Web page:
National Library of Australia brings 10-year-old Trove research portal into the 21st century

Users can now easily navigate, search, browse, and access digitised files of Australia's history online.
Written by Aimee Chanthadavong, Contributor on
Image: National Library Australia

Following a four-year modernisation and digitisation project and a AU$16 million backing from the federal government, the National Library of Australia (NLA) has launched the revamped version of its online culture and research portal, Trove.

Attracting some 68,000 daily visitors, Trove is an online portal that gives users free access to approximately 6.5 billion digital records of content from 941 organisations, including the NLA, state and territory libraries, and other Australian cultural and research institutions.

Some of the content includes Banjo Paterson's original manuscript of Waltzing Matilda, architect models of the Sydney Opera House, and radio stories from the ABC chronicling the first mentions of Wi-Fi when it was invented.

NLA assistant director-general Alison Dellit explained how when the 10-year-old research portal was built, it was designed to be "relatively small and experimental", which meant the technology underpinning it was no longer fit-for-purpose.

"Over the course of the last decade Trove has grown incrementally -- that's been great for innovation and providing new services -- but it's been difficult keeping the technology stable and being able to provide an efficient and effective service," she said.

She highlighted how one of the biggest issues the team frequently faced was when it came to changing text on the website.

"Trove was built as an app and in order to provide any -- even to change a single word on the homepage -- it's weeks' worth of work," she said.

To address this, the team completely reconfigured the portal's frontend with the integration of a Drupal-based content management system so users could easily navigate, browse, search, and access thumbnails.

"We wanted to make sure the new interface would be a lot more accessible and able to be used by a broader range of people. It was really our key objective to broaden our user base ... and to develop a piece of technology that would allow that," Dellit said.

The new-look portal also has Microsoft Power BI built into it, which provides collecting institutions that contribute data with access to statistics and analysis.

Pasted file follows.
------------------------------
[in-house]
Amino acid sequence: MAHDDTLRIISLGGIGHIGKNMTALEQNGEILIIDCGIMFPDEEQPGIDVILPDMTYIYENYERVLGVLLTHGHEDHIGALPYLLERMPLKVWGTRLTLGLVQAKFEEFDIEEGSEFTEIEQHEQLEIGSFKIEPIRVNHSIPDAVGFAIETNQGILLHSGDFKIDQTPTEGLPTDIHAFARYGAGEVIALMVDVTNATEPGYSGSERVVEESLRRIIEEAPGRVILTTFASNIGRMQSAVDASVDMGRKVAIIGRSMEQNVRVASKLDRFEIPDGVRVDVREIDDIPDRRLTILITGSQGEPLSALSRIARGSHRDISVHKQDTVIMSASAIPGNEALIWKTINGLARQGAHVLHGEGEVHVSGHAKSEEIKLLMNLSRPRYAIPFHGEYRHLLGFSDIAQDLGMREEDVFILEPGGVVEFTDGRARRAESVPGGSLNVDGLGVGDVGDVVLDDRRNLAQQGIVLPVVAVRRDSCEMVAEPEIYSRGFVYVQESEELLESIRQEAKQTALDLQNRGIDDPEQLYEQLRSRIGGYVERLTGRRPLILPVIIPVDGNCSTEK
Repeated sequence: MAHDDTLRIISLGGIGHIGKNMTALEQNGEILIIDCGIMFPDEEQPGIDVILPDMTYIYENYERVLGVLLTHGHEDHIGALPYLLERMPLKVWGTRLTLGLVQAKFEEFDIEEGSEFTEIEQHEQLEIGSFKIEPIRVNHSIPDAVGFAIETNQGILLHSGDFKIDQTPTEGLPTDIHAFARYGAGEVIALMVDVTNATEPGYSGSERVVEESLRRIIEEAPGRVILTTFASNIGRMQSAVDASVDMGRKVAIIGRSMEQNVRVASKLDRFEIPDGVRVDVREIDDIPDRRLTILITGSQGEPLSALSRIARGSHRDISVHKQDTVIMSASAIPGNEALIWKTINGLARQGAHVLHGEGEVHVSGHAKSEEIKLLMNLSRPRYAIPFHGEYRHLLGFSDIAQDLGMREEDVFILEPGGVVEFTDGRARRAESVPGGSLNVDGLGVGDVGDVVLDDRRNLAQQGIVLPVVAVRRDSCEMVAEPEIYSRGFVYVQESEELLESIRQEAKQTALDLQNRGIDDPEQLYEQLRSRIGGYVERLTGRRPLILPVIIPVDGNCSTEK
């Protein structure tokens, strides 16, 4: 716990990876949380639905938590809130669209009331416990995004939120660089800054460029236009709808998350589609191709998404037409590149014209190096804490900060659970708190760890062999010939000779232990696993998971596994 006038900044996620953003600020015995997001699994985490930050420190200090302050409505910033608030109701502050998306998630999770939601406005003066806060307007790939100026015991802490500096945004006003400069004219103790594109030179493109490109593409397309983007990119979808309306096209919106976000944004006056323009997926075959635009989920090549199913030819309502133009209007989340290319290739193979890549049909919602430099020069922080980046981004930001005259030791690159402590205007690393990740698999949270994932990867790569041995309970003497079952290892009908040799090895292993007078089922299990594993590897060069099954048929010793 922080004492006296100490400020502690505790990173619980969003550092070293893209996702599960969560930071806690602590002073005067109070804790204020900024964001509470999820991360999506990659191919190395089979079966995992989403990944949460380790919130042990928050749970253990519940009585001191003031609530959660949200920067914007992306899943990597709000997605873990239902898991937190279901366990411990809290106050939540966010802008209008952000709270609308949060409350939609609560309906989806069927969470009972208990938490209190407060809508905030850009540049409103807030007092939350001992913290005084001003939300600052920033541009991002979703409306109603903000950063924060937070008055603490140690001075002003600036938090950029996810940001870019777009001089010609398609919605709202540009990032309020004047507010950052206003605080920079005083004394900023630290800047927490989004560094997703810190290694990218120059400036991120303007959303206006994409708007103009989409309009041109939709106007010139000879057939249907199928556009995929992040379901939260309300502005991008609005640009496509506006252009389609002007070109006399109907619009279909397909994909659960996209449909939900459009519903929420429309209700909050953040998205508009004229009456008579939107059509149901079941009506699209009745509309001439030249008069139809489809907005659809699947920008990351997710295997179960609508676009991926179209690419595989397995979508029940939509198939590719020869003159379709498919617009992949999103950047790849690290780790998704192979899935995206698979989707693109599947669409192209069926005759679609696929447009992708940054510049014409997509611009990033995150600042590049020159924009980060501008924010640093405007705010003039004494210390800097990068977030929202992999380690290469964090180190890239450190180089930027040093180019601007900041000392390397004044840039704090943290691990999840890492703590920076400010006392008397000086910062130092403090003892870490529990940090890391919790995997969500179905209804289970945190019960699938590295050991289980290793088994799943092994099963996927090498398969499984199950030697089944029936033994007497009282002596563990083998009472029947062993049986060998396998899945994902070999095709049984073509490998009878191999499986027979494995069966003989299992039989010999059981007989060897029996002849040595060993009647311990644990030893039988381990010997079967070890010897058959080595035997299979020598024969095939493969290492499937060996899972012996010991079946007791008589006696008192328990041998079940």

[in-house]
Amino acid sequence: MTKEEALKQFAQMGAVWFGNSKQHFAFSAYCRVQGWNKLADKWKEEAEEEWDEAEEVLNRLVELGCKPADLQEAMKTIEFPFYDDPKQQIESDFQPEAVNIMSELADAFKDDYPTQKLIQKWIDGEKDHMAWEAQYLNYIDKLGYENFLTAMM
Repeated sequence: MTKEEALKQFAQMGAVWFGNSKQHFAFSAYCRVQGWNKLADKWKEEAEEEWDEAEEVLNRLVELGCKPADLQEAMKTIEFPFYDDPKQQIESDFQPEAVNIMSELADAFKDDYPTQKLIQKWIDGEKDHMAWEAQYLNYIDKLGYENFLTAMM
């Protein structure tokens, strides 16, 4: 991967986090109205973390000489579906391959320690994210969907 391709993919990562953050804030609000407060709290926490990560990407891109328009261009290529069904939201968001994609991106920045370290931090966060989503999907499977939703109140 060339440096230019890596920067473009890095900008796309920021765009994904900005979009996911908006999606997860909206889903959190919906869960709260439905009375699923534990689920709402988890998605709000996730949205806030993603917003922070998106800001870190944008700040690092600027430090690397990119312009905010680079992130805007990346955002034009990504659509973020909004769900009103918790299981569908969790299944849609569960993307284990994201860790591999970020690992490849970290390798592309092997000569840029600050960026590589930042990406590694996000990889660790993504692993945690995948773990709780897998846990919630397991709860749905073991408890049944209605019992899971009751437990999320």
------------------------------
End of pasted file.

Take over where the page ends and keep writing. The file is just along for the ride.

In addition, Preservika has been integrated to assist with managing the digital preservation of its content, as well as ArchiveSpace and DocWorks that are used for archiving materials.


Physical records are scanned by the NLA to create digital copies, which are then ingested into Trove. 

Image: National Library of Australia

Dellit explained, for example, how having these systems in place allows NLA to develop a process called atomisation, which allows users to automatically search for information within archived files, something that was not previously possible because physical materials were often digitised as single files and only allowed users access to surface level information.

She used the digitisation project of Sir John Monash's personal papers, which is still ongoing, as an example.

"We've developed a way to break PDF files into automatic metadata, so instead of having a single entry in the file that might say 'letter of Winston Churchill to Sir John Monash', we can now create a record in Trove where that's the title of the item, and we do that automatically. We're able to generate thousands and thousands of records out of a single document," Dellit said.

Biographical indexing is also another feature highlight of the new Trove system, Dellit said.

"If you're reading a newspaper article and there might be a mention of someone … [such as] Ernie Dingo somewhere in the text, but instead of finding via only text search, when we integrate an index -- and we use a bit of machine learning here --  what it will then do is notice it's Ernie Dingo and connect it to a biographical file, and ... look for all mentions of Ernie Dingo," she said.

In completing the transformation, the NLA has been handed an additional AU$8 million for the next two years by the federal government to support the development of Trove.

"'The federal government is proud to support Trove, which is a critical national resource preserving our culture for all to access and explore," said Minister for Communications, Cyber Safety and the Arts, Paul Fletcher.

"The National Library and its partner network are to be commended on maintaining, building and contributing to an accessible and free online resource of such cultural and historical significance for all Australians."

The funding will be put towards the escalating cost of running Trove, Dellit said.


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